OPINION | Overdue raise in state’s minimum wage would benefit all workers

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An increase in Minnesota’s minimum wage is long overdue. The state last raised its minimum wage in 2005. Minnesota has the second lowest state minimum wage and is one of just four states whose state minimum wage is less than the federal minimum wage of $7.25 per hour.

Several bills in the state legislature this year would raise the state’s minimum wage. The Minnesota AFL-CIO is calling for legislation to raise the state minimum wage to $10.55 per hour in phases over three years.

Raising the minimum wage is a simple matter of economic justice. If you work, you should be paid enough to pay your bills and support your family.

Yet a study released last year by the Minnesota Department of Labor and Industry estimated that 93,000 Minnesota workers were paid $7.25 an hour or less.

No one can survive on those wages.

According to the JOBS NOW Coalition, a wage of $14.03 per hour would be needed for a basic family-sustaining wage in Minnesota for a family of four with two working adults (and also employer-provided health insurance).

Some workers covered by collective bargaining agreements earn a lot more than that. Some union workers, however, are working in low-wage jobs in health care,  hospitality, janitorial services and other fields. Their earnings are not far above minimum wage.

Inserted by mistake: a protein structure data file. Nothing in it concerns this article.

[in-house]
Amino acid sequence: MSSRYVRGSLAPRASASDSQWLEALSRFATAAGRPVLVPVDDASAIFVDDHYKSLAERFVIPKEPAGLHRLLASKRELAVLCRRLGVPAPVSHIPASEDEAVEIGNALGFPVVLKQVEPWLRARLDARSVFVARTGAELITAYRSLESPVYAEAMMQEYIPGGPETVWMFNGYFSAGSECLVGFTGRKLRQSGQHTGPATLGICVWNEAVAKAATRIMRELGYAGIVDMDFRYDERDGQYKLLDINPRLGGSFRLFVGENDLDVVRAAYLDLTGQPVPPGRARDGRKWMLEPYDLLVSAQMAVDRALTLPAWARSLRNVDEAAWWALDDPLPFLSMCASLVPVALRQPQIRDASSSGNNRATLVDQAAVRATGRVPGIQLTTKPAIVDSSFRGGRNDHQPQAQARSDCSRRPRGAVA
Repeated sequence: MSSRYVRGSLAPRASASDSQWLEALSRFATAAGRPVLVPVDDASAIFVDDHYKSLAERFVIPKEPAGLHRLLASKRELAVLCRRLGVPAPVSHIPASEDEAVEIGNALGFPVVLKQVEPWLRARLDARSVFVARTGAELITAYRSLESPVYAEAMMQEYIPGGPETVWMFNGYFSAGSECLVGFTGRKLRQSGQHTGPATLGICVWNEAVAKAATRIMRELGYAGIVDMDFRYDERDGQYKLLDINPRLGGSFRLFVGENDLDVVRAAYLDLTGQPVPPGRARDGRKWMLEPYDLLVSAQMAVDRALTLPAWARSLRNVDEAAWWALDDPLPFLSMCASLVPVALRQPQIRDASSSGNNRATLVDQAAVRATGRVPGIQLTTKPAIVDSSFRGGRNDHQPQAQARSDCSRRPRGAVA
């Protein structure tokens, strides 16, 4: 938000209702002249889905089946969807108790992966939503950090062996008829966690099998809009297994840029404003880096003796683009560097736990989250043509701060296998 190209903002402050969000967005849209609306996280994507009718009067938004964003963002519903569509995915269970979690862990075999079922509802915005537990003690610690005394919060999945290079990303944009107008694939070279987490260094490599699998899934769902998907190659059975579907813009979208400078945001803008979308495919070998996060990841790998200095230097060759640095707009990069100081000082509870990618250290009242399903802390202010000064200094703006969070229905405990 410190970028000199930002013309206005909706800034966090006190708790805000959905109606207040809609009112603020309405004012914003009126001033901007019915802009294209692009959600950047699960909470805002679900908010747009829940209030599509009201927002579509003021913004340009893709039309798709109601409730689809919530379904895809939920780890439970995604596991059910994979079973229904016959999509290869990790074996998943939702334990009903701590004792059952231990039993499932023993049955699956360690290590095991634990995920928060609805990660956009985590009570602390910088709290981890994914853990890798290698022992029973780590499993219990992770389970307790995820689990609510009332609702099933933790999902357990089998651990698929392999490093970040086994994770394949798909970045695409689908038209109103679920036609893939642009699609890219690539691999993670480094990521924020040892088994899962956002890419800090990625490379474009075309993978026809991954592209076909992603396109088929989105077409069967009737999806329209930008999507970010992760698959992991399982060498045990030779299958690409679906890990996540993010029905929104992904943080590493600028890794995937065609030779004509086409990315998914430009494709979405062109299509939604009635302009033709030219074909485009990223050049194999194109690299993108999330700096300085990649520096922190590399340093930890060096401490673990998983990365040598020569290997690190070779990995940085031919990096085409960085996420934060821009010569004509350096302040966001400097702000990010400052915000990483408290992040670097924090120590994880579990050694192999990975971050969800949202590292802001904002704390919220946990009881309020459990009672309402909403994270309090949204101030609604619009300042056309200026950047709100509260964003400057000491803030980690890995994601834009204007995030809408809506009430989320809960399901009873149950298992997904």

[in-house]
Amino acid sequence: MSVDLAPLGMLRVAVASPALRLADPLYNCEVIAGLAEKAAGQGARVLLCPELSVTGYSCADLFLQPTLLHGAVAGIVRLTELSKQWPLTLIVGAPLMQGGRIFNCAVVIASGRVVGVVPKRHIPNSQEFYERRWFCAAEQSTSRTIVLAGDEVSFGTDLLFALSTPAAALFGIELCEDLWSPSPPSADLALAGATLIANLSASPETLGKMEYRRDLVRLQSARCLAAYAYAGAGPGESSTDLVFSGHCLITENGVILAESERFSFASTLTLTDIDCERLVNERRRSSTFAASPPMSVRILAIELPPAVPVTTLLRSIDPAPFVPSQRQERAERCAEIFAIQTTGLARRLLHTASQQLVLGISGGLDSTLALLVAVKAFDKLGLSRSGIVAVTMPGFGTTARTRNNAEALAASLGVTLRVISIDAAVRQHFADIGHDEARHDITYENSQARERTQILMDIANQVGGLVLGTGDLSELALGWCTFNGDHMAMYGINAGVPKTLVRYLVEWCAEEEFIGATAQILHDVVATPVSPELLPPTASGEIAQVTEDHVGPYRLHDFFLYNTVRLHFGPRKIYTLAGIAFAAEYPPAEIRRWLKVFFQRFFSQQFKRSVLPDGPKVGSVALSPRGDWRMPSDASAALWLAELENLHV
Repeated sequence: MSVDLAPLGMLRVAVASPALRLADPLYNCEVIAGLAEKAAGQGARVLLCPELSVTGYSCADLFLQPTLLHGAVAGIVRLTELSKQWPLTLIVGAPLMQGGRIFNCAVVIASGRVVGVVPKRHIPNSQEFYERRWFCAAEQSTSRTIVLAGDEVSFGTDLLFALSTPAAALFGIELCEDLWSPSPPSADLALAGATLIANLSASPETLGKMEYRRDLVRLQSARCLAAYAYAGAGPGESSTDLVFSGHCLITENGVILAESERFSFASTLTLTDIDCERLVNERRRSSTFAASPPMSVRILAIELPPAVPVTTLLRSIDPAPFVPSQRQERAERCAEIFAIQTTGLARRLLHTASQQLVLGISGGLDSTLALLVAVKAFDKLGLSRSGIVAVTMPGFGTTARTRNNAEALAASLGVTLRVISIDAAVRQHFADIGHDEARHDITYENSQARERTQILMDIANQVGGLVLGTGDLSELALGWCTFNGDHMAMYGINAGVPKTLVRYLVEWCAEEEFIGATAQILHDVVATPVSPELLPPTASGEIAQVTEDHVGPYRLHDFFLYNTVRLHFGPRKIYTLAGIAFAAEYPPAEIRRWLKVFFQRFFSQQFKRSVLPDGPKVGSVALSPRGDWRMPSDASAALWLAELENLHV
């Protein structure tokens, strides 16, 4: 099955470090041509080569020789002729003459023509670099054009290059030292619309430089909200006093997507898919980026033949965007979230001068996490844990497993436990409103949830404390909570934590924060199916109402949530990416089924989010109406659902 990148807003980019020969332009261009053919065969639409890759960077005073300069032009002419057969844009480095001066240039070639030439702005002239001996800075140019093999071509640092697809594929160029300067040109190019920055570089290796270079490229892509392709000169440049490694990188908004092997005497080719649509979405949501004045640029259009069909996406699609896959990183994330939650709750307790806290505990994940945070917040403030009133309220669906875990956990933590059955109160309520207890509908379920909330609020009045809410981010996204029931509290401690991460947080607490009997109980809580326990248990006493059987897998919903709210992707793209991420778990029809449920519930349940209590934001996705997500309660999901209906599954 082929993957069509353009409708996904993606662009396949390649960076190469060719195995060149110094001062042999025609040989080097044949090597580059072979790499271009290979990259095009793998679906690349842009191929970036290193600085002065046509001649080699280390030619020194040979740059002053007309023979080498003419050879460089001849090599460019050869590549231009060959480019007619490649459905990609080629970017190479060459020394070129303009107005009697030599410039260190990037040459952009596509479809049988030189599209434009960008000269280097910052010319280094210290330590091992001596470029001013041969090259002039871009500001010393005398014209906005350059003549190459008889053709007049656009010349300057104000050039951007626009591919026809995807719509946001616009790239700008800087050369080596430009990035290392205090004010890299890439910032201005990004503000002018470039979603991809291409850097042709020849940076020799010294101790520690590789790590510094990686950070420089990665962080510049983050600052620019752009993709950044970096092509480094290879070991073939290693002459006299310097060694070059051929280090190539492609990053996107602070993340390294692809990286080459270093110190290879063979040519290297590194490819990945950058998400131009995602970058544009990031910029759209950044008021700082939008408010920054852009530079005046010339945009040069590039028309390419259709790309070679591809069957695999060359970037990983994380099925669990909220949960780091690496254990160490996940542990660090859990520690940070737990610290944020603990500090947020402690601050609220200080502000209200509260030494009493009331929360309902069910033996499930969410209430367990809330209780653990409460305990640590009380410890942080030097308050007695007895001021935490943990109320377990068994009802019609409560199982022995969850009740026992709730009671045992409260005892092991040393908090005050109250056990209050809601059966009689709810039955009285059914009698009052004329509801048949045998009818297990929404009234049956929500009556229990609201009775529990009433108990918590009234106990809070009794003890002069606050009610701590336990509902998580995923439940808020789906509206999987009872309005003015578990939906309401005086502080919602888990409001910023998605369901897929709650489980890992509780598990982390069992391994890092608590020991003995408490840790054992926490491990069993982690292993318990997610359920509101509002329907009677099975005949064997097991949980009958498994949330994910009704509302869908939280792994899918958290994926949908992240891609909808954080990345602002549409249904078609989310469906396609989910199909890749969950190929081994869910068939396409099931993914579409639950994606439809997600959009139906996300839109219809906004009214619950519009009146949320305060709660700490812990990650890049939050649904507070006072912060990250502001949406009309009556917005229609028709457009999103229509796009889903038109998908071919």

We need to come together as a labor movement and advocate with legislators to win a significant increase in Minnesota’s minimum wage.

“I have a contract,” you might be thinking. “Why should I be concerned about the minimum wage?”

We as a labor movement are at our best when we advocate for the interests of all workers, not just for our own interests. We as a labor movement seek economic justice and a better life for all workers.

But we all have a direct stake, too, in winning an increase in the state’s minimum wage.

Raising the minimum wage, by raising the floor, puts upward pressure on all wages, particularly for the many low wage workers earning just above minimum wage.

In fact, a study by the Economic Policy Institute estimates that 463,848 Minnesota workers would get a raise if the federal minimum wage increased from $7.25 per hour to $9.80 per hour — boosting consumer spending by $600 million statewide.

Now that would be a significant, job-creating economic stimulus!

When minimum wage and low wage workers earn more, they will spend it. They will spend more on goods and services, putting more dollars into the economy, which benefits us all.

Bill McCarthy is president of the Minneapolis Regional Labor Federation.